Sandy provides details about one of the goals of the Trekking the Planet expedition.
Part of the mission of Trekking the Planet is to promote an active lifestyle as we undertake a series of hikes during our 14-month journey. In fact, over 500 of the 71,000 miles we plan to cover on our trip will be by foot during one of our 11 planned treks. Part of our motivation is that our active example will encourage children, teens and adults to find ways to incorporate a minimum of 30 minutes (for adults) to 60 minutes (for children and teens) of vigorous exercise into their everyday activities.
Many people are aware of the trend towards obesity and sedentary lifestyles throughout the western world. Duke University reported in the online article entitled Childhood Obesity: A Growing Crisis that over the past 25 years, the rate of obesity has doubled for children ages six to 11 and has tripled for teens. Today, about 10 percent of two to five-year-olds and 15 percent of six to 19-year-olds are overweight. Part of the solution, they say, is daily physical activity. In their Diabetes Public Health Resource, the United States Centers for Disease Control and Prevention (CDC) found that Type 2 diabetes in children and adolescents appears to be a sizable and growing problem in the U.S. They go on to link the low level of physical activity among young people as a major contributor to this trend.
A Harvard Medical School article entitled Leisure Time Exercise puts the current trends into context:
“As recently as the 19th century, 30% of all the energy used in the American workplace was provided by human muscle power; today, the percentage is minuscule. In most ways, the transition from an agricultural economy to an industrial society to today’s information age has been a great boon. But something has also been lost.”
The article goes on to state that 29% of adults live entirely sedentary lives and another 46% exercise but don’t get enough physical activity. That means only a quarter of all Americans get the exercise they need. Besides lowering the risk of obesity and diabetes, regular exercise decreases blood pressure and cholesterol levels. The net result is a lower likelihood of heart disease and stroke, the first and third leading causes of death in the U.S.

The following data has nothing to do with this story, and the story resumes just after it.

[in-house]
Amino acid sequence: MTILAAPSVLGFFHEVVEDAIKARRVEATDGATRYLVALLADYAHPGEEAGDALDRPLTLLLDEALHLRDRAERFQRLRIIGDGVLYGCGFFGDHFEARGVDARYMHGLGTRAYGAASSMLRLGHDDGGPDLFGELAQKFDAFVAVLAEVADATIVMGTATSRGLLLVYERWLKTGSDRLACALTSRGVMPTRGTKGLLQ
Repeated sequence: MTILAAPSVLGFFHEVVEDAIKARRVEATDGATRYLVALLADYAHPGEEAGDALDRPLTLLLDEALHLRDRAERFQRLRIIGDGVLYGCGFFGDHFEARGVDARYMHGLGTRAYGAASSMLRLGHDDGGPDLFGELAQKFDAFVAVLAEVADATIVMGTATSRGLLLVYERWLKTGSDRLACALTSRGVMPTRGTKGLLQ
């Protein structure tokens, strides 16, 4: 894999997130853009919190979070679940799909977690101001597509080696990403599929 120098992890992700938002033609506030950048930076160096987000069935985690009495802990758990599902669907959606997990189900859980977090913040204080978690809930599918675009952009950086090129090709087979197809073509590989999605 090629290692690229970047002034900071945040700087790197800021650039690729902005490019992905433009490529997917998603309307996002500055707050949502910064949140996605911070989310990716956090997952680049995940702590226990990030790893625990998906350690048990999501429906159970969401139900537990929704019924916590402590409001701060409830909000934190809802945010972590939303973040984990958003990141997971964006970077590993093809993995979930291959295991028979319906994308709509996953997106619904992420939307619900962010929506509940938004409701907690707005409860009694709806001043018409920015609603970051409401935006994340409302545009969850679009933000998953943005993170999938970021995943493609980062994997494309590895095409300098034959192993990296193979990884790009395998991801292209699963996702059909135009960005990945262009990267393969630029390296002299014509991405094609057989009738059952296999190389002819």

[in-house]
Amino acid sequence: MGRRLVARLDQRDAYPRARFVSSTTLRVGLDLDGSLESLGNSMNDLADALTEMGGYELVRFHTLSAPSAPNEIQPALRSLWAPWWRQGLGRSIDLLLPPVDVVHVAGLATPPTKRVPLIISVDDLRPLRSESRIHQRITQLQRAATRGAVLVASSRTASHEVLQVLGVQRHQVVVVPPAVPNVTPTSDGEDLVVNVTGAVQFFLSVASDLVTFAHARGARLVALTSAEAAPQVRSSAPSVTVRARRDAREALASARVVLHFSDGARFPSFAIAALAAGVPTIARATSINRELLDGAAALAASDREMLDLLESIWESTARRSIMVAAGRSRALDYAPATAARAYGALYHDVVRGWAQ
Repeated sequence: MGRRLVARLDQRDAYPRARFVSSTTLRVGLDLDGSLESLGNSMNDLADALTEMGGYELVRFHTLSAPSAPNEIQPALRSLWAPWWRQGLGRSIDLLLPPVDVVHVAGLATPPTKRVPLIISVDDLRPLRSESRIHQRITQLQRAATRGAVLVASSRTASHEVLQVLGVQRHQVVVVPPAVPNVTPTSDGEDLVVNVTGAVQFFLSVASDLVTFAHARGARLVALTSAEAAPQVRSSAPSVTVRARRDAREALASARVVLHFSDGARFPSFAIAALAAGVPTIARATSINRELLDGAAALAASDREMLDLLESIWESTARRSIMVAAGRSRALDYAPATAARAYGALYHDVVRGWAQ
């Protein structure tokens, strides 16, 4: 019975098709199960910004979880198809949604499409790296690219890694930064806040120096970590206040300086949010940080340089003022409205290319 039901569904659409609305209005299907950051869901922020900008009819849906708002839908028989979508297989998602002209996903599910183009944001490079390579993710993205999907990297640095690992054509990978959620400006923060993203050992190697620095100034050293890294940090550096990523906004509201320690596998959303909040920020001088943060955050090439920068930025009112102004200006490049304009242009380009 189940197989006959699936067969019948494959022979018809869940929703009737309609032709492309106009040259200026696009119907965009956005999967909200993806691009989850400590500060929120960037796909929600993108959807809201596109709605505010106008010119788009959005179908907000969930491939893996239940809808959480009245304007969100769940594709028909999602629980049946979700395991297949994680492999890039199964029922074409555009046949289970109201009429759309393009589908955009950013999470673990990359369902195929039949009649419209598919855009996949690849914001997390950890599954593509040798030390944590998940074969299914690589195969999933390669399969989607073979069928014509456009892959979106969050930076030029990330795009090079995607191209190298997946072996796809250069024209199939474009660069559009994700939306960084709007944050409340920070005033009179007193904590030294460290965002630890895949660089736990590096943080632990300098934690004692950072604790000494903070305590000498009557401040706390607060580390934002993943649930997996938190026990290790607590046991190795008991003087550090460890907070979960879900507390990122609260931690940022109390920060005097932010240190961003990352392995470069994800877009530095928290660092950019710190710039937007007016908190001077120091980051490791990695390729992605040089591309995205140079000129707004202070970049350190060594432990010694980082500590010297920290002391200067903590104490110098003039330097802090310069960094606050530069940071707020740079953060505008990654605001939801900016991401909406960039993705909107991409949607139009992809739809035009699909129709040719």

Overall, it is clear that those who exercise have a better chance of living longer, have a better quality of life and spend less time (and money) at the doctor’s office. So what is the solution? A UK organization called KidsExercise provides some strong resources for all ages. Their article, How Much Exercise do Kids Need?, breaks fitness into three parts: strength, endurance and flexibility. It is their recommendation, as well as the recommendation of the U.S. CDC and other leading organizations, that children aged two and over get a minimum of 60 minutes of moderate to vigorous exercise every day.
As for adults, the Harvard Leisure Time Exercise article recommends at least 30 minutes of walking every day as long as it is reasonably brisk and it is performed nearly every day. They say walkers should aim to cover about 2 miles a day during those 30 minutes. The great thing about walking is that everyone can do it, it doesn’t require special equipment or facilities and it rarely leads to injury. They also state if you can’t get all 30 minutes in at once, you can break it up into two sessions of 15 minutes and still get most of the benefits.
So we invite you to get your shoes on and consider joining us in a walk of your own as we “trek the planet”.